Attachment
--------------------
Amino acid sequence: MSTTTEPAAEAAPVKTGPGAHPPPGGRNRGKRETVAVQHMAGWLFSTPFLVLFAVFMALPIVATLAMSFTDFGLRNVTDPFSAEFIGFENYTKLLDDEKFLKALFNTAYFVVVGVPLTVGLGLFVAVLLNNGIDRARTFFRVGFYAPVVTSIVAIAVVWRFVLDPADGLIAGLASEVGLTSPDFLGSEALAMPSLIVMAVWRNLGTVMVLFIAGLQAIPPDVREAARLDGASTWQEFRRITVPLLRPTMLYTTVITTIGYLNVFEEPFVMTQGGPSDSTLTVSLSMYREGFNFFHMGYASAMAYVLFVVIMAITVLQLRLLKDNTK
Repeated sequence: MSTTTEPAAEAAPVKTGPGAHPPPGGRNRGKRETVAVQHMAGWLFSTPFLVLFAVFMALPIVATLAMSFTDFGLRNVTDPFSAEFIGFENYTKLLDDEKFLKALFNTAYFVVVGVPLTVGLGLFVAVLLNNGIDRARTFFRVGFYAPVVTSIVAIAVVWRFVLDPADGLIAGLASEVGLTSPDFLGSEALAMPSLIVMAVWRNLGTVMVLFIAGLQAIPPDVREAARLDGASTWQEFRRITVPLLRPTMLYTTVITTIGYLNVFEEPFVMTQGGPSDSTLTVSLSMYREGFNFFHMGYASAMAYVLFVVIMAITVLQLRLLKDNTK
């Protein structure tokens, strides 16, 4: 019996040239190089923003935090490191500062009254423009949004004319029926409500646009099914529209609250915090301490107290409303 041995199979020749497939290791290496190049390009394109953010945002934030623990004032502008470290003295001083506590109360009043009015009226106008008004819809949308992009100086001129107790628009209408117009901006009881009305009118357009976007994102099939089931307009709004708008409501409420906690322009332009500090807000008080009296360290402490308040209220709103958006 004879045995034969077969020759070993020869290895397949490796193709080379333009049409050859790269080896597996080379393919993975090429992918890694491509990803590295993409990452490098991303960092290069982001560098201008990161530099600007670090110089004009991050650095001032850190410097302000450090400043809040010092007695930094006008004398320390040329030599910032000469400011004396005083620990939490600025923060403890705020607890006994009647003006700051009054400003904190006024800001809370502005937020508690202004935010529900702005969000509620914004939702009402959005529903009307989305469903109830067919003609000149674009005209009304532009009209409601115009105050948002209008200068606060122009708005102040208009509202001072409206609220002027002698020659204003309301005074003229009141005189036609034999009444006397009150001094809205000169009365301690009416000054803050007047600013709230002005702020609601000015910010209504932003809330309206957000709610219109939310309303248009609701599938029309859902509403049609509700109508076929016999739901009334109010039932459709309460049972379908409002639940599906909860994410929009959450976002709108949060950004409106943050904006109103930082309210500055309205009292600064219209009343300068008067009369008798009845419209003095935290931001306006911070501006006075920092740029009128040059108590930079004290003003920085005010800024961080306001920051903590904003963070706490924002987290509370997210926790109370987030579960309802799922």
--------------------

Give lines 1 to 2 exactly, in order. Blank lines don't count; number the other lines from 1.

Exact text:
Amino acid sequence: MSTTTEPAAEAAPVKTGPGAHPPPGGRNRGKRETVAVQHMAGWLFSTPFLVLFAVFMALPIVATLAMSFTDFGLRNVTDPFSAEFIGFENYTKLLDDEKFLKALFNTAYFVVVGVPLTVGLGLFVAVLLNNGIDRARTFFRVGFYAPVVTSIVAIAVVWRFVLDPADGLIAGLASEVGLTSPDFLGSEALAMPSLIVMAVWRNLGTVMVLFIAGLQAIPPDVREAARLDGASTWQEFRRITVPLLRPTMLYTTVITTIGYLNVFEEPFVMTQGGPSDSTLTVSLSMYREGFNFFHMGYASAMAYVLFVVIMAITVLQLRLLKDNTK
Repeated sequence: MSTTTEPAAEAAPVKTGPGAHPPPGGRNRGKRETVAVQHMAGWLFSTPFLVLFAVFMALPIVATLAMSFTDFGLRNVTDPFSAEFIGFENYTKLLDDEKFLKALFNTAYFVVVGVPLTVGLGLFVAVLLNNGIDRARTFFRVGFYAPVVTSIVAIAVVWRFVLDPADGLIAGLASEVGLTSPDFLGSEALAMPSLIVMAVWRNLGTVMVLFIAGLQAIPPDVREAARLDGASTWQEFRRITVPLLRPTMLYTTVITTIGYLNVFEEPFVMTQGGPSDSTLTVSLSMYREGFNFFHMGYASAMAYVLFVVIMAITVLQLRLLKDNTK